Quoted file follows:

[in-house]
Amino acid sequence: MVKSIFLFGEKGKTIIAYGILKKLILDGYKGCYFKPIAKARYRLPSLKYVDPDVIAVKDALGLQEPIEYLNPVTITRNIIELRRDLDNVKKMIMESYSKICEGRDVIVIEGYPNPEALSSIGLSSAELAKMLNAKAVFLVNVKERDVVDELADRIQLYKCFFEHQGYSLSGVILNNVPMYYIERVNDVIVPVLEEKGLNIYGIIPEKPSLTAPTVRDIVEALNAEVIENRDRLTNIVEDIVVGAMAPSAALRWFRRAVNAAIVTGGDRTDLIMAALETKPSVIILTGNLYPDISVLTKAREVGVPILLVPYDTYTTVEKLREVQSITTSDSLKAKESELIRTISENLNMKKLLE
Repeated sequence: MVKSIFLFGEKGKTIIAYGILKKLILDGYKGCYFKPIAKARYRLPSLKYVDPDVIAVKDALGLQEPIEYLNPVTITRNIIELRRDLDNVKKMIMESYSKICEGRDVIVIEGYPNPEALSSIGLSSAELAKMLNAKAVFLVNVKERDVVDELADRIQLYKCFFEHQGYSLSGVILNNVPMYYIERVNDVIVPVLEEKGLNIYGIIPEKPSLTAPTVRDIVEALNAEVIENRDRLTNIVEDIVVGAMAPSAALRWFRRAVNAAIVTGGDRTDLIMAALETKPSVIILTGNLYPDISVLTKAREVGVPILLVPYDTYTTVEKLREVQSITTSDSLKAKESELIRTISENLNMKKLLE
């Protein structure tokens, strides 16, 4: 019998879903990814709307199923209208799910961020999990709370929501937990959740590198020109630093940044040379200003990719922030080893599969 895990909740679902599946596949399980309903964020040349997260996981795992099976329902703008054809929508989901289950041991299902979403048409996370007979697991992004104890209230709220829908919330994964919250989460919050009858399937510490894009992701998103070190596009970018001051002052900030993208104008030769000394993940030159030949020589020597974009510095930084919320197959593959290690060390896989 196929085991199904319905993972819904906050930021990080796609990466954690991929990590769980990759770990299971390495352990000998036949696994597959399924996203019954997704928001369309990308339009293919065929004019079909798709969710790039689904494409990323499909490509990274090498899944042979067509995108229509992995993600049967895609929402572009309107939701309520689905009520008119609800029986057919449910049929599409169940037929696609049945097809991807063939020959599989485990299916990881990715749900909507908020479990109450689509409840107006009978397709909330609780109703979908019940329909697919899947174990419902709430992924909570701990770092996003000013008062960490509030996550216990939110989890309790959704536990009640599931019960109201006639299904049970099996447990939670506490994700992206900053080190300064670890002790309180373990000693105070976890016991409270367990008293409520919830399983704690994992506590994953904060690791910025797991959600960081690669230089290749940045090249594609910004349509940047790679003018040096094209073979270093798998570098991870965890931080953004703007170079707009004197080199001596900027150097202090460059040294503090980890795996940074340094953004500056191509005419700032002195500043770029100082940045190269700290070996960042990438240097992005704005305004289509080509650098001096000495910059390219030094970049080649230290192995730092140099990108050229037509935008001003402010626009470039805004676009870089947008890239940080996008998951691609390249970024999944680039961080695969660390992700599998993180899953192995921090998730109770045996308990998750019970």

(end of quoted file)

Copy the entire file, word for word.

[in-house]
Amino acid sequence: MVKSIFLFGEKGKTIIAYGILKKLILDGYKGCYFKPIAKARYRLPSLKYVDPDVIAVKDALGLQEPIEYLNPVTITRNIIELRRDLDNVKKMIMESYSKICEGRDVIVIEGYPNPEALSSIGLSSAELAKMLNAKAVFLVNVKERDVVDELADRIQLYKCFFEHQGYSLSGVILNNVPMYYIERVNDVIVPVLEEKGLNIYGIIPEKPSLTAPTVRDIVEALNAEVIENRDRLTNIVEDIVVGAMAPSAALRWFRRAVNAAIVTGGDRTDLIMAALETKPSVIILTGNLYPDISVLTKAREVGVPILLVPYDTYTTVEKLREVQSITTSDSLKAKESELIRTISENLNMKKLLE
Repeated sequence: MVKSIFLFGEKGKTIIAYGILKKLILDGYKGCYFKPIAKARYRLPSLKYVDPDVIAVKDALGLQEPIEYLNPVTITRNIIELRRDLDNVKKMIMESYSKICEGRDVIVIEGYPNPEALSSIGLSSAELAKMLNAKAVFLVNVKERDVVDELADRIQLYKCFFEHQGYSLSGVILNNVPMYYIERVNDVIVPVLEEKGLNIYGIIPEKPSLTAPTVRDIVEALNAEVIENRDRLTNIVEDIVVGAMAPSAALRWFRRAVNAAIVTGGDRTDLIMAALETKPSVIILTGNLYPDISVLTKAREVGVPILLVPYDTYTTVEKLREVQSITTSDSLKAKESELIRTISENLNMKKLLE
């Protein structure tokens, strides 16, 4: 019998879903990814709307199923209208799910961020999990709370929501937990959740590198020109630093940044040379200003990719922030080893599969 895990909740679902599946596949399980309903964020040349997260996981795992099976329902703008054809929508989901289950041991299902979403048409996370007979697991992004104890209230709220829908919330994964919250989460919050009858399937510490894009992701998103070190596009970018001051002052900030993208104008030769000394993940030159030949020589020597974009510095930084919320197959593959290690060390896989 196929085991199904319905993972819904906050930021990080796609990466954690991929990590769980990759770990299971390495352990000998036949696994597959399924996203019954997704928001369309990308339009293919065929004019079909798709969710790039689904494409990323499909490509990274090498899944042979067509995108229509992995993600049967895609929402572009309107939701309520689905009520008119609800029986057919449910049929599409169940037929696609049945097809991807063939020959599989485990299916990881990715749900909507908020479990109450689509409840107006009978397709909330609780109703979908019940329909697919899947174990419902709430992924909570701990770092996003000013008062960490509030996550216990939110989890309790959704536990009640599931019960109201006639299904049970099996447990939670506490994700992206900053080190300064670890002790309180373990000693105070976890016991409270367990008293409520919830399983704690994992506590994953904060690791910025797991959600960081690669230089290749940045090249594609910004349509940047790679003018040096094209073979270093798998570098991870965890931080953004703007170079707009004197080199001596900027150097202090460059040294503090980890795996940074340094953004500056191509005419700032002195500043770029100082940045190269700290070996960042990438240097992005704005305004289509080509650098001096000495910059390219030094970049080649230290192995730092140099990108050229037509935008001003402010626009470039805004676009870089947008890239940080996008998951691609390249970024999944680039961080695969660390992700599998993180899953192995921090998730109770045996308990998750019970």